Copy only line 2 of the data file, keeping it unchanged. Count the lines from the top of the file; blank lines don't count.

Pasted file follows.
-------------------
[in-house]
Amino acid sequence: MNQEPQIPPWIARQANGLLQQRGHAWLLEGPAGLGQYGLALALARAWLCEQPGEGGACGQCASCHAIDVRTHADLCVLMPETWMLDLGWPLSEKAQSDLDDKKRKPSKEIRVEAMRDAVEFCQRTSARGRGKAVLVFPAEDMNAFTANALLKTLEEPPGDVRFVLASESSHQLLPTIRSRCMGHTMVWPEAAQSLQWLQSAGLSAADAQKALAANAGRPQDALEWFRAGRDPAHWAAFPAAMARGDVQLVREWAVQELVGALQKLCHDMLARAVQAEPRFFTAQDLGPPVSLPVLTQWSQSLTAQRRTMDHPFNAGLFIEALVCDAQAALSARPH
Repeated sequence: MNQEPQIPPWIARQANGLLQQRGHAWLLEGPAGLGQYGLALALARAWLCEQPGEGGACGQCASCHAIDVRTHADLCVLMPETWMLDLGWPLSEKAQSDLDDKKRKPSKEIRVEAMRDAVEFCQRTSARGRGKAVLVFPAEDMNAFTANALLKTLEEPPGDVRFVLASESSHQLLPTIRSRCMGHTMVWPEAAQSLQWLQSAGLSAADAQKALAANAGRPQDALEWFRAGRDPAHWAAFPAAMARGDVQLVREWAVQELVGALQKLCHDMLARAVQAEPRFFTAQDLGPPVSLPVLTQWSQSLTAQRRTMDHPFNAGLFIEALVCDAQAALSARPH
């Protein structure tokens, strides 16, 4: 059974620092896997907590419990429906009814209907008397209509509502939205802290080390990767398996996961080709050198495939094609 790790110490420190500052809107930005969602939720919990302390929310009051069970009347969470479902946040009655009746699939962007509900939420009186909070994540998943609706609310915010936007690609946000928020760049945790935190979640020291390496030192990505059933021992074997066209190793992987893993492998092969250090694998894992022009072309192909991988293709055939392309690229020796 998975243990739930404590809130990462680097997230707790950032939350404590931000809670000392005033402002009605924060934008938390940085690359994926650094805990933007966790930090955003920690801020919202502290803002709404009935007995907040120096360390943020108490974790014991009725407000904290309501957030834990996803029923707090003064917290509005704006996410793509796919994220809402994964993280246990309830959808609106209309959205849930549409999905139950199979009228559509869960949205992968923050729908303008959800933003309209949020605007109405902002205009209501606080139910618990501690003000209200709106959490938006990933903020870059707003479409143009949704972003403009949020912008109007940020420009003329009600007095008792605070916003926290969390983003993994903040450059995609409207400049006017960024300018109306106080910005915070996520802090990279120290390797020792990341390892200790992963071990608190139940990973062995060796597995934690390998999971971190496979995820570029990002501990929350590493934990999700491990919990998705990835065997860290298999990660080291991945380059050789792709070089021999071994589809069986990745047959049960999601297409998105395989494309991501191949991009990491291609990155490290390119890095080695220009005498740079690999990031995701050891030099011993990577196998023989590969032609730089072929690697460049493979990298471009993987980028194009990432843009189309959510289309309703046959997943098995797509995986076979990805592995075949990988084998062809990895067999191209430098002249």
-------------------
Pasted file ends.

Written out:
Amino acid sequence: MNQEPQIPPWIARQANGLLQQRGHAWLLEGPAGLGQYGLALALARAWLCEQPGEGGACGQCASCHAIDVRTHADLCVLMPETWMLDLGWPLSEKAQSDLDDKKRKPSKEIRVEAMRDAVEFCQRTSARGRGKAVLVFPAEDMNAFTANALLKTLEEPPGDVRFVLASESSHQLLPTIRSRCMGHTMVWPEAAQSLQWLQSAGLSAADAQKALAANAGRPQDALEWFRAGRDPAHWAAFPAAMARGDVQLVREWAVQELVGALQKLCHDMLARAVQAEPRFFTAQDLGPPVSLPVLTQWSQSLTAQRRTMDHPFNAGLFIEALVCDAQAALSARPH